Written by Donny Morrison
Is but the cinders
Of the present;
Into the cloud-bound sky.”
- Kwesi Brew, Ghanaian poet
From the stuffy window seat of our bus, I noticed it peeking through the trees: a large white fortress, atop a giant hill, overlooking the Atlantic Ocean. I wondered if that was it — Elmina Castle, the slave castle we’d been heading towards for five hours.
Originally built as the first trading post on the coast of Guinea, Elmina Castle is the oldest European building south of the Sahara. Construction began in 1482 and continued through 1486. By the seventeenth century, Elmina castle would become a pivotal stop along the route of the transatlantic slave trade, where upwards of 12 million Africans were shipped across the Atlantic over a span of 400 years.
Today, Elmina Castle is one of more than 25 stone structures acting as testaments to the slave trade that stretched across the Gulf of Guinea to the Americas from the 1500s to the late 1800s. Perhaps no other coastline in West Africa carries more scars of history.
Countless Africans from the diaspora have traced their ancestry to one of these castles. The Ghanaian government even created a marketing campaign called “The Year of the Return” in 2019 to acknowledge the 400-year anniversary of when the transatlantic slave trade began, encouraging the diaspora to retrace their roots and return to the continent for the first time.
We’d arrived in Ghana a week prior to the visit as part Media in Ghana, a study abroad program through the University of Oregon. The Year of the Return campaign had been a coincidence. As a white man, I wasn’t returning; I was visiting for the first time. I understood the atrocities of the African slave trade in an abstract way. Western education hadn’t taught me much about Africa. I didn’t feel connected to anything or anyone around me. I couldn’t truly empathize, but I thought I could; that same way we all think we can when sitting royally on an air conditioned bus.
Mercedes Wright, the only black woman on our study abroad trip, was having a markedly different experience. We’d woken up at 5 a.m. for the six-hour bus ride. It had been long and exhausting, and Wright slept for part of the way. As we drove closer, Wright’s heart began to sink. She hadn't expected it — but it felt like she was trespassing.
“I didn’t know what it was going to feel like,” Wright says. “But I think when we started traveling up the hill, and I could see the castle, it all kind of hit me.”
Wright grew up in Seattle and had always wanted to visit Africa. She viewed this trip as a symbolic voyage — the missing piece to a puzzle she’s never solved. Wright often dreamt of visiting the land her ancestors used to occupy. No matter how uncomfortable she felt, Wright was lucky to be visiting Elmina; and she knew that. Tons of Africans wished they were in her shoes. She could go back to America at any time. It’s strange how before, Africans were forced to leave, yet now they can’t seem to escape.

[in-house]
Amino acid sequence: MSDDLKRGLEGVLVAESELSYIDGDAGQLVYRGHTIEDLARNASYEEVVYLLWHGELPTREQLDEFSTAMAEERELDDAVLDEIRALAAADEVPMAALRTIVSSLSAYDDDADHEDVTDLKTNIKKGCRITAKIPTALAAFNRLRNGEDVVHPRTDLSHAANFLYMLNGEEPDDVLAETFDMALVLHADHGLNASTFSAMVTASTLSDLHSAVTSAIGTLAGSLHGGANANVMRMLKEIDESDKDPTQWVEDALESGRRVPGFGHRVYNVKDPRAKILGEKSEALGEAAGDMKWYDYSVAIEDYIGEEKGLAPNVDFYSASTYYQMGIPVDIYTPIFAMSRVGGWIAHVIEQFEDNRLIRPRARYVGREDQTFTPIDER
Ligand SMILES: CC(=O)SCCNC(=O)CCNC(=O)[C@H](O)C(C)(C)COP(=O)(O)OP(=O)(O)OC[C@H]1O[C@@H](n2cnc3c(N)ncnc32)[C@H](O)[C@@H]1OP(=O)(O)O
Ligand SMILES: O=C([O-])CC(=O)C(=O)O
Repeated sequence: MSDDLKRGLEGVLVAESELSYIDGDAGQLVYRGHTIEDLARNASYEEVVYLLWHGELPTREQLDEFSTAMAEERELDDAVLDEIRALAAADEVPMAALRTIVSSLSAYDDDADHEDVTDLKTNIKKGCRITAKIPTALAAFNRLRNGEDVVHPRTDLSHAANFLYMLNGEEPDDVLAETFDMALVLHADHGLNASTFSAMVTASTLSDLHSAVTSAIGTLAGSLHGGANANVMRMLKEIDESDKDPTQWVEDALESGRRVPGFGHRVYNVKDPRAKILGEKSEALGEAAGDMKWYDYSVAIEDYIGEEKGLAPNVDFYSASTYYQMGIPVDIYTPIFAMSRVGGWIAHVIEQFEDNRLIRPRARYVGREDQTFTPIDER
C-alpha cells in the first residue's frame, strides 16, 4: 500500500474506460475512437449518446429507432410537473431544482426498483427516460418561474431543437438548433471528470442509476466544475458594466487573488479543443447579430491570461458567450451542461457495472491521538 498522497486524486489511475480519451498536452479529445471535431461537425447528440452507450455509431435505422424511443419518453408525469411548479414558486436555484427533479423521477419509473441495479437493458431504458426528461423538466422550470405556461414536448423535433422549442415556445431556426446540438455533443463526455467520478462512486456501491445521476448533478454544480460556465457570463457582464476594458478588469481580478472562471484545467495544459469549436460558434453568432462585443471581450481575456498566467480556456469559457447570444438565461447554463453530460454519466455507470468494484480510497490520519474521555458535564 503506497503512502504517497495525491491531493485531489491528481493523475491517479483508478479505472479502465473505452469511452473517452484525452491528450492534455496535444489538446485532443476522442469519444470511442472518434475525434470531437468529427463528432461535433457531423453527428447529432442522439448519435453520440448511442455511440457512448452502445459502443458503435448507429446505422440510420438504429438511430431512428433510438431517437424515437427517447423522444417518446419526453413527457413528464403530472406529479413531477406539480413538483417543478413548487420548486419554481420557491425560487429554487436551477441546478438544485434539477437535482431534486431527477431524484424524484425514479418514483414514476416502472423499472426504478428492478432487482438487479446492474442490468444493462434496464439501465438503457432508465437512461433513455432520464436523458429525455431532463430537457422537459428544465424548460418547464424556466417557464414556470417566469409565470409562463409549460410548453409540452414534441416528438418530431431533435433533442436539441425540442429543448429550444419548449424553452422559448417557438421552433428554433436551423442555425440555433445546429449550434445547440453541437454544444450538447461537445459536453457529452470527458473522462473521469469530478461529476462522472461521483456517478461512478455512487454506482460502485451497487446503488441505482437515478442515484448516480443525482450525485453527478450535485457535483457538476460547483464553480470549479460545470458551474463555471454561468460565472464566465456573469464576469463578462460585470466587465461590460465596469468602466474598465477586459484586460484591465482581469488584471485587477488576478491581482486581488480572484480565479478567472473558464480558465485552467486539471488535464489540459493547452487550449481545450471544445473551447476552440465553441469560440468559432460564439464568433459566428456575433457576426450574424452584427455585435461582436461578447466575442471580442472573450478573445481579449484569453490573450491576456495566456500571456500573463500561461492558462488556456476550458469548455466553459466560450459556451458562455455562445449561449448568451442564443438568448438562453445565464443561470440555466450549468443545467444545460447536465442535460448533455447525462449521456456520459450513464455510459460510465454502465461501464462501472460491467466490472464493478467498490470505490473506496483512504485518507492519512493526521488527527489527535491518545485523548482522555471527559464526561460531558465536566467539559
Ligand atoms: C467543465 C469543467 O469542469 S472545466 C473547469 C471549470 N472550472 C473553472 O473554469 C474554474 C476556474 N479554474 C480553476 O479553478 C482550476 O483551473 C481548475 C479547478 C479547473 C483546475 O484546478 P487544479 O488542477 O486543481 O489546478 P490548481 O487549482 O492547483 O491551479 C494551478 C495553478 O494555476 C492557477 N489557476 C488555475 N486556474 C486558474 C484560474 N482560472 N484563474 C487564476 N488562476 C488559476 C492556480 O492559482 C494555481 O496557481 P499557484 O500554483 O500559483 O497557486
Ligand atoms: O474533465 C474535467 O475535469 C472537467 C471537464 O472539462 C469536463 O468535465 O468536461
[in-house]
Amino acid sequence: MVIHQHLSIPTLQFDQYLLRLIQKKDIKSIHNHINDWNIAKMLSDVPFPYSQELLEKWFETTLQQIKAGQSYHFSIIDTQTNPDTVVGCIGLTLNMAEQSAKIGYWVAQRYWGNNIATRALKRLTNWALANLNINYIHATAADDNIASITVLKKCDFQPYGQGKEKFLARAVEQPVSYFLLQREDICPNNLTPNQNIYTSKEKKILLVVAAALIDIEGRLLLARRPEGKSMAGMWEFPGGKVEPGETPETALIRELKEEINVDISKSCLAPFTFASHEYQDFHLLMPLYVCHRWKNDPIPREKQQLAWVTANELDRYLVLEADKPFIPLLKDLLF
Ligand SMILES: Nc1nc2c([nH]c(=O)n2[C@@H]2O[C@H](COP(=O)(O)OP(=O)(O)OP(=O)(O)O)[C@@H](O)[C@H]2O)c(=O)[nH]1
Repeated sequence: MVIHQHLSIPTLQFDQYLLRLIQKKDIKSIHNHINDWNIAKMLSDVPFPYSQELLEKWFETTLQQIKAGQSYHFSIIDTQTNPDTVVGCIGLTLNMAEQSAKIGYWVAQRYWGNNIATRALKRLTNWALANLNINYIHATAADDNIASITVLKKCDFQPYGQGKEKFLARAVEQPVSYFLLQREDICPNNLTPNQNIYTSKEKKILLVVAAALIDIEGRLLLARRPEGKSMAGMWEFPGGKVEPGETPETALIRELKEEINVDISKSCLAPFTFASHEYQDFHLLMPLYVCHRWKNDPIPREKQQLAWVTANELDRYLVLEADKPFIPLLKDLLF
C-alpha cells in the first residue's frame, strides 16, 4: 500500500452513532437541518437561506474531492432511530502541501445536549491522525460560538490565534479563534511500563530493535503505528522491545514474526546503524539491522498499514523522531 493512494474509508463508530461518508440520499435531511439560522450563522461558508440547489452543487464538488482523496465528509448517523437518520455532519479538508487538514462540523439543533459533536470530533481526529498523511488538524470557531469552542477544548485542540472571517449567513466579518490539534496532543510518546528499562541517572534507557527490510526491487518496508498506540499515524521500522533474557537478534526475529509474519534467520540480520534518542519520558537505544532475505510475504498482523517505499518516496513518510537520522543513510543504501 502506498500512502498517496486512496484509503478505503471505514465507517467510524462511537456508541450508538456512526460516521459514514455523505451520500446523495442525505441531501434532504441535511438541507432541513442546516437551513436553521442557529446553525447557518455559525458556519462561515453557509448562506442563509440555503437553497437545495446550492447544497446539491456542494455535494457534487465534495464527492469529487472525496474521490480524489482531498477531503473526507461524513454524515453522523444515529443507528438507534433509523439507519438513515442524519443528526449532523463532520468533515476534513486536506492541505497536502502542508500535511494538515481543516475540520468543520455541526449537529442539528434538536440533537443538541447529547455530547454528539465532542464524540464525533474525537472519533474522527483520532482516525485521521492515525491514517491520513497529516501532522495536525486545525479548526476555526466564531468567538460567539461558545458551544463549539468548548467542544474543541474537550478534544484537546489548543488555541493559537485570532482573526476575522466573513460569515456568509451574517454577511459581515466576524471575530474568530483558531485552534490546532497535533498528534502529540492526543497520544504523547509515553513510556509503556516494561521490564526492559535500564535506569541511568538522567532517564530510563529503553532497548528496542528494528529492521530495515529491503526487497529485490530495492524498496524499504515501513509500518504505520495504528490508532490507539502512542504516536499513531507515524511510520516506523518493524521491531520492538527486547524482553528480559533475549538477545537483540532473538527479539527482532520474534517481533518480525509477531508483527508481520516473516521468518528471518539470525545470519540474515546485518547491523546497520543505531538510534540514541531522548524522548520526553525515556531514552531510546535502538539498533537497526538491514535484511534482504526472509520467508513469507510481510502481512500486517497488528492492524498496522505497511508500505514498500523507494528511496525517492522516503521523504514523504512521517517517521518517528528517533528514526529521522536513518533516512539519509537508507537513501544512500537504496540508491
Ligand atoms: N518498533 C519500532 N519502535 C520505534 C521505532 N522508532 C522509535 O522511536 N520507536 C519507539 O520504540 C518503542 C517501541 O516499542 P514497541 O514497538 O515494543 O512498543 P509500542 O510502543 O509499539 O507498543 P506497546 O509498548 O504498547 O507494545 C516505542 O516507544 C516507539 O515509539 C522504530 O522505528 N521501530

The castle appeared ancient. It looked as if it came first, with the sea having been built around it. I watched the stone foundation being pummeled by waves as we drove up. That day, the streets of Elmina were lined with merchants, beggars, young men and women sitting and playing.
I would come to find out that regardless of their proximity to the historic Elmina Castle, many Ghanaians never fully learn about the brutality that happened only a stone's throw away from where they live. It’s a monument — but they’re not sure to what. There isn’t really time to ask, either. To dwell on the past is a privilege in and of itself. For the Ghanaians struggling to survive, being present is a necessity.
The castle, looming large to my left, was like the gray clouds of a midday monsoon. The sun reflecting off the white paint blinded my eyes. I bowed my head and squinted at the ground. A boy approached me and asked for my name. I had been advised to avoid giving my name to anyone, as the beggars would take it and make me a personalized gift, which I’d be expected to pay for. I remembered this as he spoke to me, and told him my name anyways. He said his name was Boston, and that he’d eventually make it to the U.S. I thought about how, as African Americans were encouraged to return to Elmina, he couldn’t wait to leave; and deep down I knew he probably never would. I took my personalized seashell and walked away. He began to look familiar.
It’s hard to describe the smell of the dungeons, where hundreds of Africans were packed tighter than London cigarettes, forced to piss, shit and bleed on the stone floor, the metal chains dragging their bodies toward the cold ground. Many died of disease and remained chained to the living.
We were led to a steep wooden staircase where contemporary tourists sometimes slip and fall, and where enslaved women were forced upstairs into the enslaver’s quarters, raped and brought back down to the dungeons. Today, you can still touch the metal bars that kept the enslaved people imprisoned, rusted with age and filth. It’s hot year-round in Ghana, but the metal bars stay cold to the touch, as if they’d soaked up the sorrow of those imprisoned